Who’s Being Sued? The truth about Prop. A

Are you confused about what to believe when it comes to rumors about Prop. A and a lawsuit? If so, you’re not alone. The truth doesn’t lie in a simple false accusation, as in “my city sued me.” It’s a complex saga with a few surprises, just like real life.

But when you know what’s actually happening, you won’t be misled by simplistic slogans like this one:

It’s not surprising that opponents are trying to create a negative controversy over this false accusation. The city’s mayoral and city council races this year are embroiled in allegations over housing and the citizens’ right to vote on housing. Growth has been the single most controversial issue in Encinitas for years.

Your current elected leadership is navigating a difficult morass of lawsuits and state regulatory requirements, with a sincere desire to do what’s right by the community.

We don’t want out-of-scale development, and we don’t want to silence our residents. 

We’re working to protect what’s special about Encinitas, allow the opportunity for affordable housing and get right with the law. It’s the ethical thing to do.

Here is where things stand: the city has named the State of California in a legal action to determine the boundaries of Prop. A’s applicability, and a resident group called “Preserve Prop. A” (PPA) has filed a motion to intervene in the litigation.  For the second time.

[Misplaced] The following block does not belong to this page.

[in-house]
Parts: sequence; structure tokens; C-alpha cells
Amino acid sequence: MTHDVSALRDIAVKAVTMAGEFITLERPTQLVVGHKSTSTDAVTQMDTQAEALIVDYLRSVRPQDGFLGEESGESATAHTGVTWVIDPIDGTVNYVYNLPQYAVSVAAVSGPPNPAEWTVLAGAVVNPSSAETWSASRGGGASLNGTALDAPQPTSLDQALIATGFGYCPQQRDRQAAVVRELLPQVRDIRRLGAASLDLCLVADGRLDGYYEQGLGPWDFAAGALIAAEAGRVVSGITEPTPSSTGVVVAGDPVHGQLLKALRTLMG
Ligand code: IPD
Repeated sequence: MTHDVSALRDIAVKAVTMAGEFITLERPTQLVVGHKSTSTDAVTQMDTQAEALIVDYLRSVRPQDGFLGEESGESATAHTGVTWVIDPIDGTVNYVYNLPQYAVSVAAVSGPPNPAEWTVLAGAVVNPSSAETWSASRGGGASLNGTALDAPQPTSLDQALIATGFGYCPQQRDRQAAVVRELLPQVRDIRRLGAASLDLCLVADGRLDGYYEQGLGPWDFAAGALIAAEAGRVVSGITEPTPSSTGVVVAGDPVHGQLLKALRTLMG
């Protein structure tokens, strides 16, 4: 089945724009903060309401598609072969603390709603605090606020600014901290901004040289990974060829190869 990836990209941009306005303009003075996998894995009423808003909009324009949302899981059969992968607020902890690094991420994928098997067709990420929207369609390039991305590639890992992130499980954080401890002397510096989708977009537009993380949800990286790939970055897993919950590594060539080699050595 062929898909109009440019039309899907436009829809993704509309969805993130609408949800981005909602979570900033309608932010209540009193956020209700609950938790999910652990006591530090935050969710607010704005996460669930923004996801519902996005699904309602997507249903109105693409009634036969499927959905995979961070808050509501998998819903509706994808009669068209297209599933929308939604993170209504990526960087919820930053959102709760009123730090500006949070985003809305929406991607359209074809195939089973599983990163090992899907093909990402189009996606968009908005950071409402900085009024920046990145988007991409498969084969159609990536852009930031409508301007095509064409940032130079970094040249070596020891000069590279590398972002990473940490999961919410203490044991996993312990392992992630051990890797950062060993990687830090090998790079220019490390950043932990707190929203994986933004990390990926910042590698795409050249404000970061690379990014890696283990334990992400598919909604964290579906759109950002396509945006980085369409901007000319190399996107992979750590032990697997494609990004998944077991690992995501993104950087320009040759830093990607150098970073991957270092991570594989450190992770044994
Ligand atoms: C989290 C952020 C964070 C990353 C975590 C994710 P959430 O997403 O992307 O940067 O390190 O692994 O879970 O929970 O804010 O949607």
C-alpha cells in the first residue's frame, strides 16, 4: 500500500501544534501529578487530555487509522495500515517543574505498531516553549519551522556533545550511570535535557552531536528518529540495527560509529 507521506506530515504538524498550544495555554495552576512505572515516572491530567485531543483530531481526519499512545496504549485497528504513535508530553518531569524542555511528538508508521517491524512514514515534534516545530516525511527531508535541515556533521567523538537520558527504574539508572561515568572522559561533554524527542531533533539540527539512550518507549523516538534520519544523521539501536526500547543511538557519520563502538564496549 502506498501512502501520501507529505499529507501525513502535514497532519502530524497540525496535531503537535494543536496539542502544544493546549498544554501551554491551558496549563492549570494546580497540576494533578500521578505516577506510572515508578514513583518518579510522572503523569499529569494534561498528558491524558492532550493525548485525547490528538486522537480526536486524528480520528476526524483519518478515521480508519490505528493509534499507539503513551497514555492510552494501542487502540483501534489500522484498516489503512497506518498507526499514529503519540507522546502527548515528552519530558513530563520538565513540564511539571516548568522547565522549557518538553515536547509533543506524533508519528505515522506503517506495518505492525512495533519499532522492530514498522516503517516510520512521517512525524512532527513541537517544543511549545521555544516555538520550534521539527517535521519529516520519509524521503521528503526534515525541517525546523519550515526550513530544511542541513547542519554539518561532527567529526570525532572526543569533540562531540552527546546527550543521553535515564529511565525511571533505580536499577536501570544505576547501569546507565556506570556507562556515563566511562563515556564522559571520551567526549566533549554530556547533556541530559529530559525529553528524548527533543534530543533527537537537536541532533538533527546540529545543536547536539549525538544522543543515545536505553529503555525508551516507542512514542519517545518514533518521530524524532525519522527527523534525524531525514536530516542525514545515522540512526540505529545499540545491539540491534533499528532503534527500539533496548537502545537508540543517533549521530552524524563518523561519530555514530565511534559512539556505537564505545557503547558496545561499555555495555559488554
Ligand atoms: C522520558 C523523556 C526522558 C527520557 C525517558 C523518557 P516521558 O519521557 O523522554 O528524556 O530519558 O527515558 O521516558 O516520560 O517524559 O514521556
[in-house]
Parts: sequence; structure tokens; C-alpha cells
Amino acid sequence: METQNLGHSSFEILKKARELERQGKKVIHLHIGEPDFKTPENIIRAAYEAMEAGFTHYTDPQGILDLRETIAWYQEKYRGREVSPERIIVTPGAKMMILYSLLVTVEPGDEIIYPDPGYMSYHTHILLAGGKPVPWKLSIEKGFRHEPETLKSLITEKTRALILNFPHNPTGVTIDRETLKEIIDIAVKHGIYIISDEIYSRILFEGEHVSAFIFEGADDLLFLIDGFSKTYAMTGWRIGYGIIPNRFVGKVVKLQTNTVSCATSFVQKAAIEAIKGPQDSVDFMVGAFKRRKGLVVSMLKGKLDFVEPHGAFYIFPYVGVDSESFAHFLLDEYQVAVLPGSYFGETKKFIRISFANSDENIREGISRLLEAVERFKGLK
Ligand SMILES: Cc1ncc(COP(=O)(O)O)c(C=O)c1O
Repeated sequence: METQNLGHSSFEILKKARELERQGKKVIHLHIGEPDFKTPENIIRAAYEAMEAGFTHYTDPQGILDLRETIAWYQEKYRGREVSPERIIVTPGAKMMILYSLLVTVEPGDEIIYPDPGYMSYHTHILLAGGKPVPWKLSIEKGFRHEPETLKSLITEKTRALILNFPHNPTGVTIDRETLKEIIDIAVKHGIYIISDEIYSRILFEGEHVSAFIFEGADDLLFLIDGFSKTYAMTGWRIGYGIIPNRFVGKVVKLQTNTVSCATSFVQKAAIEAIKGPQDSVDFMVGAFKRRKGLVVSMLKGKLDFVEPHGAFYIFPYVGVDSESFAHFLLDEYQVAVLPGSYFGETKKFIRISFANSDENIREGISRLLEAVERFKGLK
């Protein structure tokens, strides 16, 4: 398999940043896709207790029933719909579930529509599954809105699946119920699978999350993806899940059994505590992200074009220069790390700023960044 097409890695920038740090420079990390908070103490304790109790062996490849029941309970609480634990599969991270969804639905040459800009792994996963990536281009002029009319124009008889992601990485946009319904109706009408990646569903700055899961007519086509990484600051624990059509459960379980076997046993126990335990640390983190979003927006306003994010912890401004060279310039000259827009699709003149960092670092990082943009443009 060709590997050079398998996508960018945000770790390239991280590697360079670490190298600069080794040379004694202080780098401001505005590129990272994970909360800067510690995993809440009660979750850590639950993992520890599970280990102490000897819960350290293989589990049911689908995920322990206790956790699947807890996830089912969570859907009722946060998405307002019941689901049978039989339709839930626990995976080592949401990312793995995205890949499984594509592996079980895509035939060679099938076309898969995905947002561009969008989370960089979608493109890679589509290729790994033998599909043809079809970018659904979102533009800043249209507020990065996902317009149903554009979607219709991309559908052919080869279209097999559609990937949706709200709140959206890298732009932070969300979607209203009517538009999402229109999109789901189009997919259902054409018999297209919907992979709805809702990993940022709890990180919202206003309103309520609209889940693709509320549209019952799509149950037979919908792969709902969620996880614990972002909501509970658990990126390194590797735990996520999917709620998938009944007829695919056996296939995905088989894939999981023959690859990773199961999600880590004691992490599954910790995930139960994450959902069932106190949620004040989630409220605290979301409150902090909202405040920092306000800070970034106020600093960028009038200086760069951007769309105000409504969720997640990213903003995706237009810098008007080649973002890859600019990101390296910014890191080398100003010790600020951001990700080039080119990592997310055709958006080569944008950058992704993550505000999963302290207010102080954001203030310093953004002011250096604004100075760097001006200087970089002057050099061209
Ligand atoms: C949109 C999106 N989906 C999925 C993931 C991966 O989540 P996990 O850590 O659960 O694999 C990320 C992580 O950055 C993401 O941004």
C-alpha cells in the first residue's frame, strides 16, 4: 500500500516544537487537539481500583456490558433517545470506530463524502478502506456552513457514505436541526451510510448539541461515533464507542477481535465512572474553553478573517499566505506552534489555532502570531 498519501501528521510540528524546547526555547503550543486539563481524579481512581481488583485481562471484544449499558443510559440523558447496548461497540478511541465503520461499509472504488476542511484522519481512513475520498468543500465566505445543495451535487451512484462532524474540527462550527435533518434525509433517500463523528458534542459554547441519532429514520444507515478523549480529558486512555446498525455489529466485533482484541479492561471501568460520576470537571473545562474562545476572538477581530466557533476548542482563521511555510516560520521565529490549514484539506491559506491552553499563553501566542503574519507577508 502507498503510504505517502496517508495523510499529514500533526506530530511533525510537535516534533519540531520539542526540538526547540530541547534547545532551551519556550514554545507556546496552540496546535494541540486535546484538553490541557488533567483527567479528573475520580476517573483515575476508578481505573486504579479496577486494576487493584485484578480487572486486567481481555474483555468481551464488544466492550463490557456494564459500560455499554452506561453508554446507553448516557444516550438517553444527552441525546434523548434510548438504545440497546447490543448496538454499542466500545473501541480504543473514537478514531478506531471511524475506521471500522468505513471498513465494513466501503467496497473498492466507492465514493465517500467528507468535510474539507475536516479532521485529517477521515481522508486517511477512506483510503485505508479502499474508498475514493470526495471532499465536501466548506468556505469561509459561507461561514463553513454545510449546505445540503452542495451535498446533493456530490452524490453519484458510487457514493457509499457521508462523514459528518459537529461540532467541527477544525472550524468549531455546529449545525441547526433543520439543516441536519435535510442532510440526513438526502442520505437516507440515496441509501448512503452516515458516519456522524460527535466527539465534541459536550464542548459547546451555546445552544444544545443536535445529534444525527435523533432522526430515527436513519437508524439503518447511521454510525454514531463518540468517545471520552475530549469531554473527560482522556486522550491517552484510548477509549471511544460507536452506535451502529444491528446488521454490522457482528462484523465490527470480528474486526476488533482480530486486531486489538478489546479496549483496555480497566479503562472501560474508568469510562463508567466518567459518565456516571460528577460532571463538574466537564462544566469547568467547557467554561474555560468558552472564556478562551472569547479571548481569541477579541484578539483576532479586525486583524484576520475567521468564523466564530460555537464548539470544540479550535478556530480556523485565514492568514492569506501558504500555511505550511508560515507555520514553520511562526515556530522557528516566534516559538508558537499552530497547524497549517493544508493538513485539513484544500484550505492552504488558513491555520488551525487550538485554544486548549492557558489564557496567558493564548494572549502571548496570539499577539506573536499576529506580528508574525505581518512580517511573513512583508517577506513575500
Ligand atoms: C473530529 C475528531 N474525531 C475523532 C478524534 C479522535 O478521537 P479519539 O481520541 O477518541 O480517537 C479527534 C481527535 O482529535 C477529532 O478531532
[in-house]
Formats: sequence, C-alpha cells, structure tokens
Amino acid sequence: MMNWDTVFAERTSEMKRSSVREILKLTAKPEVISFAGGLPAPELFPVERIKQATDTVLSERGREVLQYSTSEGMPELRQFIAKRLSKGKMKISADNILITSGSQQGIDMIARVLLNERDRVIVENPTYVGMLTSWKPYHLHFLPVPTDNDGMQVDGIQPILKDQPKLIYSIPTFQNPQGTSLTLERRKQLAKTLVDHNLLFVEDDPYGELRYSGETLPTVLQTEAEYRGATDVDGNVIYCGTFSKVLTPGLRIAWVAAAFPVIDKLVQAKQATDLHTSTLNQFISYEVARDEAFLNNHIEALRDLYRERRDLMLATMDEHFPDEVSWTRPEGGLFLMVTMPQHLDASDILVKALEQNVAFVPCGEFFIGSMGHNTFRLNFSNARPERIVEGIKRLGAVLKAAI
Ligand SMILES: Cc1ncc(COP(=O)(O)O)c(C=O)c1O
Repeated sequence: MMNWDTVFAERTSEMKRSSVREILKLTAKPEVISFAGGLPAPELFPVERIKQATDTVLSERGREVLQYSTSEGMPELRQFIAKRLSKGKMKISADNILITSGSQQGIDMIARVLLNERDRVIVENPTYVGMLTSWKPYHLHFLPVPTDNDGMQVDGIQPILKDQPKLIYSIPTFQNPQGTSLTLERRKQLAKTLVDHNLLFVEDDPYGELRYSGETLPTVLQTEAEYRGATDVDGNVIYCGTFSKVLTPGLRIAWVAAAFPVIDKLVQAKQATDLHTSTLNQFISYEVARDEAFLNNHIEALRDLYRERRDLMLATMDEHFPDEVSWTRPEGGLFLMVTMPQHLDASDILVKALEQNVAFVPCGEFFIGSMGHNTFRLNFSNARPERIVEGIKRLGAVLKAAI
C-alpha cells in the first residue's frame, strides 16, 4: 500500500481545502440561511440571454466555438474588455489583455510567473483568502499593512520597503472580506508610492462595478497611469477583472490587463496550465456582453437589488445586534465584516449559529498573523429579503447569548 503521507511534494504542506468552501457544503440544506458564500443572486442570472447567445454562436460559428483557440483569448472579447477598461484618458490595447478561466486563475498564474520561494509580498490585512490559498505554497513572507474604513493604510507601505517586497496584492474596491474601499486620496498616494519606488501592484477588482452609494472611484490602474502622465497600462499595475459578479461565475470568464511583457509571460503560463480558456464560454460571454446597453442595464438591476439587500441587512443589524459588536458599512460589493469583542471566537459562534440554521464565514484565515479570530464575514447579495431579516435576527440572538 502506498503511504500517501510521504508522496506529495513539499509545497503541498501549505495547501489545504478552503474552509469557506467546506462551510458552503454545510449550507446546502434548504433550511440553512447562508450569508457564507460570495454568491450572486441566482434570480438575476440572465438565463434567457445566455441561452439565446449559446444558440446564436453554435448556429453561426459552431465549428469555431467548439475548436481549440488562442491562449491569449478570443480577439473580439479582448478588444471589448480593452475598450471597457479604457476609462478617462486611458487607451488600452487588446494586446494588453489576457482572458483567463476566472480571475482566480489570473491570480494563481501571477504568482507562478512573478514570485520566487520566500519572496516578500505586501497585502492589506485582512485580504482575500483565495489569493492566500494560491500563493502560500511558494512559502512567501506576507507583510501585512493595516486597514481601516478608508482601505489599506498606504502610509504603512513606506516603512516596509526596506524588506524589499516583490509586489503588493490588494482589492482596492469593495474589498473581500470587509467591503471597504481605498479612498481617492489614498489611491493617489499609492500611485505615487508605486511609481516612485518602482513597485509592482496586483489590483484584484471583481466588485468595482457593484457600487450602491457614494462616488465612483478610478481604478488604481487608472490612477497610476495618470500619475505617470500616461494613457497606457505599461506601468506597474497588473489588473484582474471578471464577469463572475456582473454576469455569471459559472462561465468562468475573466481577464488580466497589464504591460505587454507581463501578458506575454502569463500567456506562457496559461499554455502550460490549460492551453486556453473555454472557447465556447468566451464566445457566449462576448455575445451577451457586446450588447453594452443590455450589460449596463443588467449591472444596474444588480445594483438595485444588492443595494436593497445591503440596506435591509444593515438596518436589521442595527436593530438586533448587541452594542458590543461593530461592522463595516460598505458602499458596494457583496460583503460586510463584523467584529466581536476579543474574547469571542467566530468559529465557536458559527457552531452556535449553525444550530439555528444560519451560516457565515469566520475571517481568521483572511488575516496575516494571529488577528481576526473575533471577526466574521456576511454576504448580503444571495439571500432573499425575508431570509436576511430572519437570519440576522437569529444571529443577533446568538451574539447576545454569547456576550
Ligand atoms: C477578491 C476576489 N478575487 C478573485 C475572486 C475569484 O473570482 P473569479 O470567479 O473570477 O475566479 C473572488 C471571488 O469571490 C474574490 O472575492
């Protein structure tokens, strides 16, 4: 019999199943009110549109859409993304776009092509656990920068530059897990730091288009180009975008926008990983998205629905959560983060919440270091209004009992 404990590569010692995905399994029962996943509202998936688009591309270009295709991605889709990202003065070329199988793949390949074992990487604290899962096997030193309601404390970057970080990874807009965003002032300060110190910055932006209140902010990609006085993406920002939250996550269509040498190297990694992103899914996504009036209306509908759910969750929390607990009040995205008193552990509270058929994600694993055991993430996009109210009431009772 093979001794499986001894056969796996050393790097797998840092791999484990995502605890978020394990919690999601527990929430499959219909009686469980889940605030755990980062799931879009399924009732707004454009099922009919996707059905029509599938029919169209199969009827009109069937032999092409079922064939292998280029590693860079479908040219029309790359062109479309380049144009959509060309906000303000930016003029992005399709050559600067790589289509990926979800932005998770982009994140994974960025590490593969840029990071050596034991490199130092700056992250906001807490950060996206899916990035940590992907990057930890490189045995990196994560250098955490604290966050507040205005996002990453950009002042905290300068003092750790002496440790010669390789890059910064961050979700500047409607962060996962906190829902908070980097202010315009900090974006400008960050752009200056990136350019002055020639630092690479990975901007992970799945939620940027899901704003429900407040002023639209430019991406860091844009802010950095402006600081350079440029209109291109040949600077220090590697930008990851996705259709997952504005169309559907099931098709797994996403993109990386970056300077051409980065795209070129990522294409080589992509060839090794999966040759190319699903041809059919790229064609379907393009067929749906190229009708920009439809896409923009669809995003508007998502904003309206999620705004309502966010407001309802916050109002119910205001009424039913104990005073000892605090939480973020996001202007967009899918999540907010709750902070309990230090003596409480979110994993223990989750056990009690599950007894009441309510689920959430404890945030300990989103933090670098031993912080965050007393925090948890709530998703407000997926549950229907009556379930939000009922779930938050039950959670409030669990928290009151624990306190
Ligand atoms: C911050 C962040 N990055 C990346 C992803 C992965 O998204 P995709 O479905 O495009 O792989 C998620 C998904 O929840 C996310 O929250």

1) How did we get here?

In most cities, the elected City Council approves housing plans as part of their legislative function. In Encinitas, Prop. A, passed in 2013, requires an affirmative vote of the residents to approve a housing plan. (I was first elected in 2014).

In 2016, the city presented a housing plan to voters that would have put us in compliance with state housing laws. When the voters rejected that plan, the city was sued for being out of compliance with state housing laws. Before making any final ruling, the court wanted to see what the voters would decide on a second housing plan put before them in 2018.

When the majority of voters rejected that 2018 housing plan, the court ordered the city to suspend the Prop. A vote requirement and adopt a housing plan that was acceptable to the state.

2) Preserve Prop. A tries to join the litigation

In 2019, the group called Preserve Prop. A formed to attempt to intervene in the lawsuit.

(Click on the picture to enlarge it, or click here to see a PDF of the entire document.)

3) The judge denies Preserve Prop. A’s intervention request

The court rejected their effort as untimely, as shown in the document below. The judge stated: “PPA (Preserve Prop. A) and its counsel have been aware of this litigation since its inception. They elected to sit on the sidelines and watch as the lawsuit has unfolded. Now, after the merits of the lawsuit have been fully adjudicated, PPA wants to jump into the fray and re-litigate the case all over again.”

(Click on the picture to enlarge it, or click here to see a PDF of the entire document.)

4) Encinitas agrees to second lawsuit clarifying the limits of Prop. A

When the court ordered the city to suspend the vote requirement and adopt a housing plan within 120 days, the judge said that the city needed the state to sign off on the plan. In order for the state to agree to the plan, the state required that the city include a promise that the city would pursue city-initiated litigation to determine the limits of Prop. A’s validity.

The state had great leverage over Encinitas because the city had not had a state-approved housing plan for the previous 27 years, two plans had been rejected at the ballot box and the court had mandated compliance. The city was essentially in the penalty box with no room to move.